Texas Native Plant Week History
By Cindy Stone, Chair, Texas Native Plant Week Committee
This is the original speech presented by Faye Tessnow on March 24, 2009 to the representative committee for a declaration of Native Plant Day to be on October 15th of each year. The staff of State Representative Donna Howard encouraged her to designate a week instead of one day. After discussion with the Native Plant Society of Texas state committee in Fredericksburg and the Highland Lakes Chapter, it was decided to have a full week designated. Texas Native Plant Week declaration became HB 1739. On April 30, 2009, House Representative Joe Straus signed HB 1739, and it moved forward to the State Senate. The secretary of the Senate signed HB 1739 on May 26, 2009. Both houses passed HB 1739 with a unanimous vote. On June 19, 2009, Governor Perry would sign HB 1739 into law with the bill taking effect on September 1, 2009.
Her vision, shared by Barbara Anderson, emphasized the role of native plants in conservation efforts and their use as incentive for the Texas education system to teach school children about the importance of native plants. And through their efforts, the day became a week. Texas Native Plant Week will be promoted the third week of October. On behalf of Native Plant Society of Texas, we thank you Faye and Barbara.
We of the Highland Lakes Chapter of the Native Plant Society of Texas wish to declare October 15 as Native Plant Day.
“We believe that native plants are valuable. Native plants are essential to the maintenance of a healthy ecosystem. This is to maintain life among different species from the birds and small creatures to mammals and other animals. Native plants are the food source for the pollinators, which are so important to perpetuate the existence for all. Birds spread the seed and pollinate flowers as they fly from plant to plant and on their ways north and south across our state.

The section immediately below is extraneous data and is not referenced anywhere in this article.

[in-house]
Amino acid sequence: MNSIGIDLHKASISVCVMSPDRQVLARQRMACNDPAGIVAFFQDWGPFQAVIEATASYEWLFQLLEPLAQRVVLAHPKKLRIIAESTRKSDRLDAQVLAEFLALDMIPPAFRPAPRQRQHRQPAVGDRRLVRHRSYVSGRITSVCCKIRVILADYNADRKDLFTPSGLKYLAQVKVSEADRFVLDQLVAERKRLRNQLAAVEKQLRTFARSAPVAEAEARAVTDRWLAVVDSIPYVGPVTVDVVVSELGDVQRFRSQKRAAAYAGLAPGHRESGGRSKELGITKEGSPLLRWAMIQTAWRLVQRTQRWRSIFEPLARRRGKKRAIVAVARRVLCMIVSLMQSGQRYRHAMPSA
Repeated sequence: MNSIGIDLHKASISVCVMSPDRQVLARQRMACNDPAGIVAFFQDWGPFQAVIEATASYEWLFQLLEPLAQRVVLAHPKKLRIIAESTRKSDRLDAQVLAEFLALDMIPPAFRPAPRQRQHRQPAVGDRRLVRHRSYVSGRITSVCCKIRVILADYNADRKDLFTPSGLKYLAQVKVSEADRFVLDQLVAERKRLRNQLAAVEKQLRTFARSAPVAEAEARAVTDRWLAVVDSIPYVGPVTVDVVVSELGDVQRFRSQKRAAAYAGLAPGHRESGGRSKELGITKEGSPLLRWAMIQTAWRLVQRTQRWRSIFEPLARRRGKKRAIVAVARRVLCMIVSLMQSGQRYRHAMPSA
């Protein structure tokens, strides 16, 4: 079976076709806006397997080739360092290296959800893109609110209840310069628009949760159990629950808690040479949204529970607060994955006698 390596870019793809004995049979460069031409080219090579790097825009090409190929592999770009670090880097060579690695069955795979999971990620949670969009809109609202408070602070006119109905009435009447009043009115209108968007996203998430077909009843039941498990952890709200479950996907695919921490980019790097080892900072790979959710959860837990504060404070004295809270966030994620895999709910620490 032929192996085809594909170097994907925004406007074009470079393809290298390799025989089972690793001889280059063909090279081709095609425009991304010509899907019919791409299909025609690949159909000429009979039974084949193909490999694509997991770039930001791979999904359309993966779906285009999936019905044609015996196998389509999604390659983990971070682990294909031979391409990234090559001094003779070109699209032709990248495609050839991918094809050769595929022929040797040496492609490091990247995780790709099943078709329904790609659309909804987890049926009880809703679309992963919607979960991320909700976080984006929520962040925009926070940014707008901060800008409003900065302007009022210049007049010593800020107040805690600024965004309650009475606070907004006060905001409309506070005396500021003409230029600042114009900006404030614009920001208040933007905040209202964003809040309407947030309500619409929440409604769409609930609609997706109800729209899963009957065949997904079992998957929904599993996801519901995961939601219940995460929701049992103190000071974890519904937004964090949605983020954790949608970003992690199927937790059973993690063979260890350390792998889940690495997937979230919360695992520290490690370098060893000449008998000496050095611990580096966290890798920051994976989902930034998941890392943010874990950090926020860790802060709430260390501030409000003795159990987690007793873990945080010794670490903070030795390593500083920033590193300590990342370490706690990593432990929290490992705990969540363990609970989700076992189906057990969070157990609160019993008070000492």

Plants not only are a food source, they are home for creatures. From the tallest of trees to the lowest grasses, are nesting places. They are also resting places for the birds and butterflies during heavy rains and thunderstorms. Some native plants are host plants that are vital in the early development of butterflies. Examples: Milkweeds are host plants for the Monarch butterflies. Mexican Plum Tree is host for the Tiger Swallowtail; Passion Flowers are hosts for Gulf Fritillary and also Zebra Longwing. Common Wood Nymph need grasses and the water willows. The Snout Butterfly need Hackberries.
Native plants are essential for insect biodiversity. Forests remain healthy because the insects hold each other in check. An insect may eat the leaves of one plant, but not all. The surrounding plants and trees keep each other in check and balance. An experiment was done in South Texas on a ranch. One plot was planted with native grasses and forbs. The other plot was planted with alien species of grasses and low growing plants. It was noted that the state bird, the Mockingbird, went to the native plants for food in a ration of 3:1 over the non native species plot. They preferred the insects that were on the native plants because of the health of the insects. Douglas W. Tallamy, Bringing Nature Home on how native plants sustain wildlife noted this in his book. This has to do with leaf chemistry and the adaptation of insects to the plants.
Native plants are economical. They can easily be in a xeriscape landscape because they need so little water. When we plant native plants, care is taken to water some, sparingly, during the first six months; after that, only in extreme dry conditions. Native plants should be used more in lawns, because mowing is expensive. Every time we use the lawnmower it is a waste. Soil is healthier, too, when the organic matter is allowed to remain instead of being raked or swept away.
Why do we choose October 15 as Native Plant Day?
We want community involvement. We want to promote conservation, whether at home, or in the schoolroom. We want to educate people on the value of native plants. They are essential to our physical and mental health. We need to restore a vital habitat”.
Photograph by Bill Hopkins